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Showing posts from August, 2015

Talk: Constitutional Reform in Authoritarian Regimes

Next week I will be speaking at the  Law Faculty,  University of Otago, New Zealand, on ' Constitutional Reform in Authoritarian Regimes: Writs as Weapons in Myanmar? ’ The role and function of constitutions in authoritarian regimes has always been something of an anomaly for scholars. Yet a new body of scholarship has emerged in an effort to explore and explain the role that constitutions can and do play in authoritarian regimes. In Myanmar, the transition from complete military rule to a quasi-civilian government has taken place within the framework of the Constitution of 2008. The case of Myanmar therefore provides a relevant site from which to explore questions about the significance of constitutional change in authoritarian regimes. In this presentation I will focus on one particular aspect of the Myanmar Constitution 2008: the reintroduction of the right of individuals to bring applications for constitutional writs to the Union Supreme Court. I explore the meaning of th

Law and Conflict in Myanmar

Legal and constitutional reform often occurs at moments of political conflict, crisis and change. This is the case in Myanmar today. The general assumption is that law has not played a significant role in Myanmar in the past,  but  that in the post-2011 transition from military to semi-civilian rule, law can and will take on a more important role in its contribution to the reform process. This assumes law will help, and not hinder. However, in Myanmar, while law has at times been used to manage and avoid conflict, it can also exacerbate it. This is evident when looking at three areas of legal reform between 2010 and 2015: structural, economic and social reforms. Structural reforms established the country’s new constitutional and legal system. Many of these laws were intended to avoid conflict between institutions, primarily by giving the President and the executive significant control, including over the courts. And while many offices and institutions may sound new, they are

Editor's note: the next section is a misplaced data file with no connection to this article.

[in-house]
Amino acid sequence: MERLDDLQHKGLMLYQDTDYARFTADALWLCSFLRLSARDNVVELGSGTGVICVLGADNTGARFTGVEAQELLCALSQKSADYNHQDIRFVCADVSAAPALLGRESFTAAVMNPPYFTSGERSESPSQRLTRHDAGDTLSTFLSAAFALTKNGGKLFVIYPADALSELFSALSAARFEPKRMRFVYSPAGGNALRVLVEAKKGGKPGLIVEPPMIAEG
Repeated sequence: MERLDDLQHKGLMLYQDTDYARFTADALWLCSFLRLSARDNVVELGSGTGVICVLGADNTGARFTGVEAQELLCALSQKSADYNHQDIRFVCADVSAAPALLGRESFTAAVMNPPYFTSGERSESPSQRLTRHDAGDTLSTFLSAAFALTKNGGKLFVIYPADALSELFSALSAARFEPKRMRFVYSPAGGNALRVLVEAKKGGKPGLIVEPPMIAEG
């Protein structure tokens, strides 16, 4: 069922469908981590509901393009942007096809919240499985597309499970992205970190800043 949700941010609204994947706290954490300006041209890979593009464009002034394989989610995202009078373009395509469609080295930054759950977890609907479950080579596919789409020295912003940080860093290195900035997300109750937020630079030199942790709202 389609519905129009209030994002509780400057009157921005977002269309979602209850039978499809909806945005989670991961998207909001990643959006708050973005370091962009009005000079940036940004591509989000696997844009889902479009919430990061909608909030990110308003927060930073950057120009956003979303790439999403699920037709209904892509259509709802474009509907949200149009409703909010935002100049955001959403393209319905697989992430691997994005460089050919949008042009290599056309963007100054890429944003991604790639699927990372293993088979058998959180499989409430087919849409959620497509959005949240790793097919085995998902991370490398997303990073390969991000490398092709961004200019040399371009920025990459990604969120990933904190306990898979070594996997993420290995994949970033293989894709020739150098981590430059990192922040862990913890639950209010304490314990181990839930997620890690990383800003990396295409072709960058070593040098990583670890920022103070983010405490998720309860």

Constitutional Writs and Human Rights Workshop

On 8-9 August 2015, I participated in a workshop on the 'Constitutional Writs and Human Rights' in Yangon, Myanmar. The workshop was organised by the United Nations High Commissioner for Refugees (UNHCR) and the Public Legal Aid Network (PLAN) Myanmar.  The workshop was attended by a wide range of participants from across Myanmar, many of whom were lawyers while others were members of parliament, civil society activists and former judges.  The workshop was an important forum to discuss strategies for constitutional writ cases as an avenue to review government decisions, and the potential for such cases to protect rights under the Myanmar Constitution 2008. It included discussion of the current challenges and opportunities for constitutional writ cases in the Supreme Court, which has been part of the court's jurisdiction since 2011.